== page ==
Diabetes is a chronic disease that affects the way your body uses food for energy. When you have diabetes, either your pancreas makes little or no insulin, or the insulin your pancreas does produce is not working the way it should. It's a disease that's lifelong, complicated and costly.
Right now, one in 10 adults in Pennsylvania has diabetes. And according to the Centers for Disease Control and Prevention, if current trends continue, as many as one in three U.S. adults could have diabetes by 2050.
Even more troubling is that Type 2 diabetes - formerly known as adult-onset diabetes - accounts for 90 percent of diabetes cases nationwide and has been increasing at a rapid rate along with the rise in obesity in the United States. Besides obesity, family history and physical inactivity are risk factors for this type of diabetes.
But research funded by the National Institutes of Health has shown that type 2 diabetes can be delayed or prevented. Basic lifestyle interventions, such as modest weight loss and regular exercise, slash type 2 diabetes risk in people with pre-diabetes by 58 percent over three years.
So what can we do? First and most importantly, lifestyle choices including healthy eating and physical activity should be on everyone's radar screen. Being overweight puts you at higher risk for developing type 2 diabetes. And quitting smoking is an important part of diabetes prevention and control.
Whether you have diabetes or not, it's also critical to have an annual physical exam. Early screening and identification is a key factor in getting diabetes under control. Even mild hyperglycemia (a fasting blood sugar of 100 mg/dL or higher) can be a warning sign for diabetes. If you catch it early, you may be able to gain control with diet and exercise. But if you show up to your doctor with a blood sugar of 250 mg/dL or higher, you may already be at risk for serious medical issues related to diabetes. Leaving high blood glucose levels unchecked for long periods of time can increase your risk of complications such as eye disease, kidney disease, heart attacks, strokes and more.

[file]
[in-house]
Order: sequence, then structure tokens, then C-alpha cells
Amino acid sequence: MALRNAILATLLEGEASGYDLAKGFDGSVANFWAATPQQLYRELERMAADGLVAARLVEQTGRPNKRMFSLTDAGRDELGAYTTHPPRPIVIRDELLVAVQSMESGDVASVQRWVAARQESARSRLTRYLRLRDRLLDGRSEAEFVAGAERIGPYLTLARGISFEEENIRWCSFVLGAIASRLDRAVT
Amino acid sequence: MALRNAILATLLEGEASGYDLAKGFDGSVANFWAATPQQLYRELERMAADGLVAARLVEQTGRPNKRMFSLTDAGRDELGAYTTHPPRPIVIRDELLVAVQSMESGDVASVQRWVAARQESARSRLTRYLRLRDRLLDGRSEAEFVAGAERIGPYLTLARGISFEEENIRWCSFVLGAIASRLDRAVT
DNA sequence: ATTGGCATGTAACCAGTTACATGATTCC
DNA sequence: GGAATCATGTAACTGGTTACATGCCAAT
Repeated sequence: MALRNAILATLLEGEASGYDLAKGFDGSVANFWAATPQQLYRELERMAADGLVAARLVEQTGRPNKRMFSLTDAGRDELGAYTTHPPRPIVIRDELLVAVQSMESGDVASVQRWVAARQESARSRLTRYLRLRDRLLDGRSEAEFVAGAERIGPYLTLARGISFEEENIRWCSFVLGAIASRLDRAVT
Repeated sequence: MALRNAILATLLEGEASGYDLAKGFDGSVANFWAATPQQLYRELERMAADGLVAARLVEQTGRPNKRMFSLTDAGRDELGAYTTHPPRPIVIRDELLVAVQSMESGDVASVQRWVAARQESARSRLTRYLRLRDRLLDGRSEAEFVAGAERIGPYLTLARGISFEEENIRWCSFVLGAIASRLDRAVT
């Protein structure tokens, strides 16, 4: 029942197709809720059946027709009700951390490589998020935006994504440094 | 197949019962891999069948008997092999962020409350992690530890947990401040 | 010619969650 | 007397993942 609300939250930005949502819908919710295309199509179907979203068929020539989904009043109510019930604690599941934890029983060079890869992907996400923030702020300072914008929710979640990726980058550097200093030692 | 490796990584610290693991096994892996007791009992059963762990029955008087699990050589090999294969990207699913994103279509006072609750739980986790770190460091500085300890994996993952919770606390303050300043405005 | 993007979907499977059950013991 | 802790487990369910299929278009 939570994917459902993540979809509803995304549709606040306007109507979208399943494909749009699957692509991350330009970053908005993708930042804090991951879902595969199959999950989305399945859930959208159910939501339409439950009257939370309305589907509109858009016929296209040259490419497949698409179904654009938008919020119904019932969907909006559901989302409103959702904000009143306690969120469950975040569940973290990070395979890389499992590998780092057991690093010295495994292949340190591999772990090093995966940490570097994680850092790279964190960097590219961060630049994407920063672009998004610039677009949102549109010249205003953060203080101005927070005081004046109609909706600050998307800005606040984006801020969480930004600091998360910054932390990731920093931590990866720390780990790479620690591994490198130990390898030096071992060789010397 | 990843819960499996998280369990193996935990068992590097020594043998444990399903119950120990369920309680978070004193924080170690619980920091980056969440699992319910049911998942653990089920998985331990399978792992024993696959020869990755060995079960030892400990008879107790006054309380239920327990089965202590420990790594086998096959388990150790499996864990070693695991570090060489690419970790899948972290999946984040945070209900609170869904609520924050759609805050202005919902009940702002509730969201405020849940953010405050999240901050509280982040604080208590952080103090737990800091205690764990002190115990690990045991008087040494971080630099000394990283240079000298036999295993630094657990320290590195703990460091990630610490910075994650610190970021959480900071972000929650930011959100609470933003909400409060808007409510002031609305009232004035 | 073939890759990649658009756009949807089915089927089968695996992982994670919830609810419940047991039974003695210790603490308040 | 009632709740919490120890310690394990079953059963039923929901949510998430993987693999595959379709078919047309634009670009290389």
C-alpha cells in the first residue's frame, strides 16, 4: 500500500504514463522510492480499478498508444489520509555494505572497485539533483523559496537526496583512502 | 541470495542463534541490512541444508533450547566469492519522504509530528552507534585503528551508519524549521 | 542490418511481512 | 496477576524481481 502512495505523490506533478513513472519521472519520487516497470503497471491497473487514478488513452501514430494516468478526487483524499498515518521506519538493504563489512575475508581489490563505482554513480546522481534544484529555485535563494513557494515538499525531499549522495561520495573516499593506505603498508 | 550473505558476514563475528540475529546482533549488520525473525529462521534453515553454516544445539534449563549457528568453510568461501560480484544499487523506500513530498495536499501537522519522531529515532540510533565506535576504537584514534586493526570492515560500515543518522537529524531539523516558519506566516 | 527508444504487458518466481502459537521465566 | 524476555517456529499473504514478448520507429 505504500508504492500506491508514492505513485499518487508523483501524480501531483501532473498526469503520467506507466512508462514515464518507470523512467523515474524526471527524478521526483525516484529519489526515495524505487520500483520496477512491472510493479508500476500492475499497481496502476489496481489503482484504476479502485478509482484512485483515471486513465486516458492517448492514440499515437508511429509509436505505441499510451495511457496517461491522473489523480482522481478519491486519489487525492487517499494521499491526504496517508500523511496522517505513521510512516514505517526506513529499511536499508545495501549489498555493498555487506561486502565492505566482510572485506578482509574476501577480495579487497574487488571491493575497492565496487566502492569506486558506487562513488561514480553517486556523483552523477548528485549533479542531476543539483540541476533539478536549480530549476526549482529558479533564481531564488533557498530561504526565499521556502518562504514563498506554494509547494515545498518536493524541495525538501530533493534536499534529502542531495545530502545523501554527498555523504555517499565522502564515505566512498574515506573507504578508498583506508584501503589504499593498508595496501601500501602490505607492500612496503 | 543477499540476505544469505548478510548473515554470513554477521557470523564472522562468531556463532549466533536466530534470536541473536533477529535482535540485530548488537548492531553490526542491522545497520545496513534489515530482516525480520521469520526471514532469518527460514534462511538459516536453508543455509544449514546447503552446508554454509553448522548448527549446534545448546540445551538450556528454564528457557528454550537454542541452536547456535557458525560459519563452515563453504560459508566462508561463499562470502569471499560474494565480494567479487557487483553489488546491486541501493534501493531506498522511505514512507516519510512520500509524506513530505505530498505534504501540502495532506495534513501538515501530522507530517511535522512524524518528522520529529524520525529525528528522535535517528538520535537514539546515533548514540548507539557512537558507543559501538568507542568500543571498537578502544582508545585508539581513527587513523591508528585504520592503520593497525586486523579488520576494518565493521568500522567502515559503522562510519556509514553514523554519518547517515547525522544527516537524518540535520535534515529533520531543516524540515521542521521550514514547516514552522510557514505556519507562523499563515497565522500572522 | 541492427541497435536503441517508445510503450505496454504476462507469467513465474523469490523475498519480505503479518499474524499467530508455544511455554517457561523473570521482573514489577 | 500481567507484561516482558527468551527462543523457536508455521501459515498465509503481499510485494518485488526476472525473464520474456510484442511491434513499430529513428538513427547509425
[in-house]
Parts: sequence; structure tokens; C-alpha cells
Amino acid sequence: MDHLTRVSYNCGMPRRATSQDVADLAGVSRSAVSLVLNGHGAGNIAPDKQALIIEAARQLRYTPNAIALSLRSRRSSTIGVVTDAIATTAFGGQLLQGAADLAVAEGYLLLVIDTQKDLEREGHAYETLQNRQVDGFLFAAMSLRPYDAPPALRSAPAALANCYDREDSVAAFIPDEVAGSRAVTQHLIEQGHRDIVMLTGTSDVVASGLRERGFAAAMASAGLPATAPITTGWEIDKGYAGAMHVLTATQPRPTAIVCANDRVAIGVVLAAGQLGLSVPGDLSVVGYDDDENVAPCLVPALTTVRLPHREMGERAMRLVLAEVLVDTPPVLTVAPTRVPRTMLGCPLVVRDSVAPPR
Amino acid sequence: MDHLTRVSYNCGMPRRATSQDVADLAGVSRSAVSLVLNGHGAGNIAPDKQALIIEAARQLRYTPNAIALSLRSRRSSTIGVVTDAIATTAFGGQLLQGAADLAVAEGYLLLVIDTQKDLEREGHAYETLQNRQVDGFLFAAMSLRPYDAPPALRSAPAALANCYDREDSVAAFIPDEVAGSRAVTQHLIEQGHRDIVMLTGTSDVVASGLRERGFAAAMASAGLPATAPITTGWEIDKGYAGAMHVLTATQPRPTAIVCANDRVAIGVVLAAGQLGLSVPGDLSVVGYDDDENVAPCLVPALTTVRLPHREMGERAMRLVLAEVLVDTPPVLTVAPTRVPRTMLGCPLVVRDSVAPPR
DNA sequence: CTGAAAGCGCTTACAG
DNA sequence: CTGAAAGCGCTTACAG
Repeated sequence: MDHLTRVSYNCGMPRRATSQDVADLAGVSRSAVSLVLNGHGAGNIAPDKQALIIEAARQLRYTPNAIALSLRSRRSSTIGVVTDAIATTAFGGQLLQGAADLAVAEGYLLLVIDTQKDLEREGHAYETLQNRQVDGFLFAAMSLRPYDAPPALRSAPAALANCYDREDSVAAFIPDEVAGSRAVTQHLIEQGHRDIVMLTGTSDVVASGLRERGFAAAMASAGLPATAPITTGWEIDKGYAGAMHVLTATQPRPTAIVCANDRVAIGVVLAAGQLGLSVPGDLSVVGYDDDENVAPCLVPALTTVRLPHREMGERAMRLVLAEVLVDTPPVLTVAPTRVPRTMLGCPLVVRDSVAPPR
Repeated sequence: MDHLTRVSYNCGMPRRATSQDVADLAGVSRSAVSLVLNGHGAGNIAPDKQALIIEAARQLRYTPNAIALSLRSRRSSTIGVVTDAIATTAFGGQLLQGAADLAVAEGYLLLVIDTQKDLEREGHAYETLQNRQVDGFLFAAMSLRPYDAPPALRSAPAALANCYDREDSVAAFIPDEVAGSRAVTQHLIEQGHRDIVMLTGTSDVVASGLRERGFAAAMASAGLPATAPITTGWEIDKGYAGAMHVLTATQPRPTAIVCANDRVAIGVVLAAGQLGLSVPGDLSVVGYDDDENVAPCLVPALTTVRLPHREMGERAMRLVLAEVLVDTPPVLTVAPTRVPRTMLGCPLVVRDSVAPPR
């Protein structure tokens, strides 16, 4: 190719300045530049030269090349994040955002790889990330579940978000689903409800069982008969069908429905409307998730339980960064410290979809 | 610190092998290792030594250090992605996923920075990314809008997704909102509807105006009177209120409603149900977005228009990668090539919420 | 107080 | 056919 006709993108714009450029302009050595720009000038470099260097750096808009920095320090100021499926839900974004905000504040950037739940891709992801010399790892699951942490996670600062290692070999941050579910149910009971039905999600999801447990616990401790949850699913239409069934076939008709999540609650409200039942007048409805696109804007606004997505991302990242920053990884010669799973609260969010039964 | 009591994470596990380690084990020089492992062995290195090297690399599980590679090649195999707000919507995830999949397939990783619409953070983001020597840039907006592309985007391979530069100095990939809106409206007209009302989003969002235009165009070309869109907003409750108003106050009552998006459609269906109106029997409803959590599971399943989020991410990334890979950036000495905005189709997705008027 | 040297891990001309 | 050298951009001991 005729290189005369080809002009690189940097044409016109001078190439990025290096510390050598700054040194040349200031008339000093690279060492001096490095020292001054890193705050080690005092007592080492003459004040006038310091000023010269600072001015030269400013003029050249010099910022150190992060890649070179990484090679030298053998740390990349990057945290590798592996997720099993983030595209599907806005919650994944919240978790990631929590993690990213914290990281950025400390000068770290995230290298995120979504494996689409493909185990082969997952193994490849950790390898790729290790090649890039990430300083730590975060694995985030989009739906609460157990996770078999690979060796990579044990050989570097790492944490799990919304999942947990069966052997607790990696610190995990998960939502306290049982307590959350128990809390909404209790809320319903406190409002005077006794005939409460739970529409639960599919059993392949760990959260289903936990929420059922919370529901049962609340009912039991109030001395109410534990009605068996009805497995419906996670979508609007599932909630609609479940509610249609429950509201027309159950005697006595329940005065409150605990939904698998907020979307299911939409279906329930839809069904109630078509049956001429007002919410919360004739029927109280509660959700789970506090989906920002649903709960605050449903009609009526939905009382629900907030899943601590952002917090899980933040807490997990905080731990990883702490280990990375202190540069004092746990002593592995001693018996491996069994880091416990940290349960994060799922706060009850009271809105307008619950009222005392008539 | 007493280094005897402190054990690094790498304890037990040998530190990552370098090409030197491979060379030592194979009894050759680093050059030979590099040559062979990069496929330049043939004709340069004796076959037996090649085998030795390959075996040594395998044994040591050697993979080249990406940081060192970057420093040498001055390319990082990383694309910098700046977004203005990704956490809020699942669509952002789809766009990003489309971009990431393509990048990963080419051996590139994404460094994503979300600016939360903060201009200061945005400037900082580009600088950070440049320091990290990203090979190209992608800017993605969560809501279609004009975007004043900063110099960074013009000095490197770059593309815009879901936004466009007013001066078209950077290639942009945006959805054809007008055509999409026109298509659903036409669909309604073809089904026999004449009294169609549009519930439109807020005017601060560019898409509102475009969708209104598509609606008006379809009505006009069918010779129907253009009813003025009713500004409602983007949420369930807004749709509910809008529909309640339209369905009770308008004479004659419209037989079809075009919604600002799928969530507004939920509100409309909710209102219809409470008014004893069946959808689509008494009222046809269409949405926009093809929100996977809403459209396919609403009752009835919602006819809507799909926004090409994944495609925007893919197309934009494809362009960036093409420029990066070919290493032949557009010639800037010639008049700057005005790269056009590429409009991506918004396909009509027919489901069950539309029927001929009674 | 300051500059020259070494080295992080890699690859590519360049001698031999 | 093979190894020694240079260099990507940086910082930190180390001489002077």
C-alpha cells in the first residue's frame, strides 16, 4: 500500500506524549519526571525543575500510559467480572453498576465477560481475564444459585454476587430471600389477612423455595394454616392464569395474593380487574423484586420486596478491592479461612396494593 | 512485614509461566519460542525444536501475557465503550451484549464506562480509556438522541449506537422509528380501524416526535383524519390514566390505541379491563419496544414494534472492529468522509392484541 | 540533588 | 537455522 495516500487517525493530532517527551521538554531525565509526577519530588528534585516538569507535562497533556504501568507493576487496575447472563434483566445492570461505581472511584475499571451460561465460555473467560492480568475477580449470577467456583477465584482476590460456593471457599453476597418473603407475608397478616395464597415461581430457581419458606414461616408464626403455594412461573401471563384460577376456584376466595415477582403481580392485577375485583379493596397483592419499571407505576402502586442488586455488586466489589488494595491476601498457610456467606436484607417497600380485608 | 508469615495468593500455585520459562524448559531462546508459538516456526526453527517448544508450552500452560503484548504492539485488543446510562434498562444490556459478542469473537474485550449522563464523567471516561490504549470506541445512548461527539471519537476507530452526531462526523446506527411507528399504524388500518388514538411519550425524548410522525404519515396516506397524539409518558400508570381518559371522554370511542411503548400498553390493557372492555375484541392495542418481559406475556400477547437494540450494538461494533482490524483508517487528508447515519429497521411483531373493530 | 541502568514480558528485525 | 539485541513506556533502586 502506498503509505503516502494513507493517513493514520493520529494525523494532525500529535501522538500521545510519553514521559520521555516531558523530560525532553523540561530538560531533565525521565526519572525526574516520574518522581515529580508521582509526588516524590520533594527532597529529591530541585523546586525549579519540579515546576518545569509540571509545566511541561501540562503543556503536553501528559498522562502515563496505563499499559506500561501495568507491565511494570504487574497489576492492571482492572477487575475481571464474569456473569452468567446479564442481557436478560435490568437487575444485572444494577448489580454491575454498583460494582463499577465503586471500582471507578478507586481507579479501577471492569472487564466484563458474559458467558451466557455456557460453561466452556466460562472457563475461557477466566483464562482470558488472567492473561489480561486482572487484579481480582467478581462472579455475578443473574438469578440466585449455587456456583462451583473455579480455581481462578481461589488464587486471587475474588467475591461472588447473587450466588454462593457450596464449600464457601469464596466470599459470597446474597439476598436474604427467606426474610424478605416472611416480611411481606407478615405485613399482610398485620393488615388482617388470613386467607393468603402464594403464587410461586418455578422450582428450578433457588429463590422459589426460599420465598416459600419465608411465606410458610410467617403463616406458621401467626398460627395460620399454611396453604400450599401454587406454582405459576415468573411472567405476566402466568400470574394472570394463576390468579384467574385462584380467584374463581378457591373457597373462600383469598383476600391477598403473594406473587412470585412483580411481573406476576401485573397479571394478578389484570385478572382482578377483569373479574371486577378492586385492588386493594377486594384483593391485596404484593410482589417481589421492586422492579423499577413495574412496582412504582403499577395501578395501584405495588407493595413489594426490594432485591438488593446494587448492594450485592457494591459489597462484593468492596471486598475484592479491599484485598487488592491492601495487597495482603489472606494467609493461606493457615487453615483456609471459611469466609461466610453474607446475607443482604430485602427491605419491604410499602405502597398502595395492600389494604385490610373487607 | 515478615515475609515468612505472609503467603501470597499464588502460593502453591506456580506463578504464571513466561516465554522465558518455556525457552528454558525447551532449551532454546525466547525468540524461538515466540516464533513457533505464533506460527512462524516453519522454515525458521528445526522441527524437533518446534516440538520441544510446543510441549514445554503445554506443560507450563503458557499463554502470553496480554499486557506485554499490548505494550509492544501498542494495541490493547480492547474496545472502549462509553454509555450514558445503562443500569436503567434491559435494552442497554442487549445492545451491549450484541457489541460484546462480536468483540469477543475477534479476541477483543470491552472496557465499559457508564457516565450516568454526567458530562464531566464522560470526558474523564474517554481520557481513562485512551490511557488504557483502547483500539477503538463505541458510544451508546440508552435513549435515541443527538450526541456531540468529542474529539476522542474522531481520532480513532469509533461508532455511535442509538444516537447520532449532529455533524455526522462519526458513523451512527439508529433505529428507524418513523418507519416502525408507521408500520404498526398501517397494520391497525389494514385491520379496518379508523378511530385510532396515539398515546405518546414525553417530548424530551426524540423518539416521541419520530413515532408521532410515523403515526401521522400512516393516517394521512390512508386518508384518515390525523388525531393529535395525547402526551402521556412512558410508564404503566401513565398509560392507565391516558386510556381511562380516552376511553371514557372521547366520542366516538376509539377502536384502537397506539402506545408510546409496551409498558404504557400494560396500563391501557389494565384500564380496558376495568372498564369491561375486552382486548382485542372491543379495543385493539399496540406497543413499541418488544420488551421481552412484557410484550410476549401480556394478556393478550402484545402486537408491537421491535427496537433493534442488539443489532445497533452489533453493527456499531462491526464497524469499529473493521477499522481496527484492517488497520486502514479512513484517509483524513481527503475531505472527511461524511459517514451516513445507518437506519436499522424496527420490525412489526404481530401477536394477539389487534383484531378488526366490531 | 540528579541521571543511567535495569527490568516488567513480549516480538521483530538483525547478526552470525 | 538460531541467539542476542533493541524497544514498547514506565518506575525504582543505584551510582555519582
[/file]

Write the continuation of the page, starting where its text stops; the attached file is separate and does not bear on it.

If you've been diagnosed with type 2 diabetes, please remember these important tips for keeping your diabetes under control:
* Understand the purpose of blood glucose self-monitoring and how prescribed medications are intended to work. Always take your medicine as directed by your physician to maintain the correct insulin level in your blood.
* Follow a meal plan that helps you eat the right foods. Learn to read food labels and carefully manage carbohydrates and fats. Well-balanced meals can help keep your glucose level as close to normal as possible.
* Stay physically active. Making regular exercise part of your day may allow you to take less insulin or other medication. Always consult your doctor before beginning a new exercise program.
* Check your blood glucose before exercising. If it's under 100 mg/dL, eat some fruit, crackers or have a glass of milk or juice. Check it again after exercising to learn how your blood glucose reacts to exercise. Bring a snack if you'll be active for a few hours.
* Be proactive by learning which regular screenings you need and be sure you schedule them. Annual foot exams, dilated eye exams, Hemoglobin A1c and cholesterol testing will help you maintain your health.
* Understand the symptoms of worsening or unchecked diabetes, and learn to look for the signs that may mean you are getting away from good self-care.
* Finally, take advantage of diabetes education programs offered by your physician, your health insurance provider or other community agencies.
If you are a member of Blue Cross of Northeastern Pennsylvania, for example, you have full access to our Blue Health Solutions program, which offers support in all areas of health management including diabetes. Most diabetes management programs take a team-oriented approach to helping you learn to live with and manage your condition.
Working closely with you and your healthcare provider, a diabetes health coach will provide the tools you need to help you be successful with your treatment plan.
Being diagnosed with diabetes can be overwhelming. And while no one wants to have diabetes, the reality is it is very controllable with the right tools. The tips above can help you be an active participant in your health care. And be sure to contact your health care provider or the American Diabetes Association if you need more information.
senior directorof clinical operations for Blue Cross of Northeastern Pennsylvania